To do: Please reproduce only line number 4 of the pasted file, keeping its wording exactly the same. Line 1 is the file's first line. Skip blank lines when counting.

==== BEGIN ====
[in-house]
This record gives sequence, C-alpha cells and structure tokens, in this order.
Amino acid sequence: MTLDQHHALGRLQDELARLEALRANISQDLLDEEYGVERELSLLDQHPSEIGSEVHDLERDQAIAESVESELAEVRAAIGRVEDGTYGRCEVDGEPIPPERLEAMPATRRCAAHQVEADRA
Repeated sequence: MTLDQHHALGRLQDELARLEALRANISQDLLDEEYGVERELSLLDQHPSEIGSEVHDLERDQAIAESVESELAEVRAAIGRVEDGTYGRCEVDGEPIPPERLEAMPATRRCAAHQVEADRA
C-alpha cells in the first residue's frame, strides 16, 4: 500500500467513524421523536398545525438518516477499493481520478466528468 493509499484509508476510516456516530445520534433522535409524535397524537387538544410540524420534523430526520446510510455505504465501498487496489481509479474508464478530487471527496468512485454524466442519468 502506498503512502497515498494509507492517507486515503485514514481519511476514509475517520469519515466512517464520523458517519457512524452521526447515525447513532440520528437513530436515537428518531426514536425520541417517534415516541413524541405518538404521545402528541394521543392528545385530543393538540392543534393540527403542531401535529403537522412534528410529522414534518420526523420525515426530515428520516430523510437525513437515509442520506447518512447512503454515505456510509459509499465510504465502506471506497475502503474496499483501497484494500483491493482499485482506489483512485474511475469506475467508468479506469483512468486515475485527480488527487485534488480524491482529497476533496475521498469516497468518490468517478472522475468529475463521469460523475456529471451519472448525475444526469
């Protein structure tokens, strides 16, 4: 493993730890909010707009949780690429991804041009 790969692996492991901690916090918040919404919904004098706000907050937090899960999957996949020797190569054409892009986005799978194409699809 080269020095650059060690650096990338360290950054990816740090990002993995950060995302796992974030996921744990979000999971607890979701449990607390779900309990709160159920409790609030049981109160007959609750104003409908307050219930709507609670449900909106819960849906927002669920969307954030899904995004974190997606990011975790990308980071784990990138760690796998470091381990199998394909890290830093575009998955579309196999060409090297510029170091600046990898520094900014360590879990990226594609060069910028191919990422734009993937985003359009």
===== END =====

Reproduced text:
Repeated sequence: MTLDQHHALGRLQDELARLEALRANISQDLLDEEYGVERELSLLDQHPSEIGSEVHDLERDQAIAESVESELAEVRAAIGRVEDGTYGRCEVDGEPIPPERLEAMPATRRCAAHQVEADRA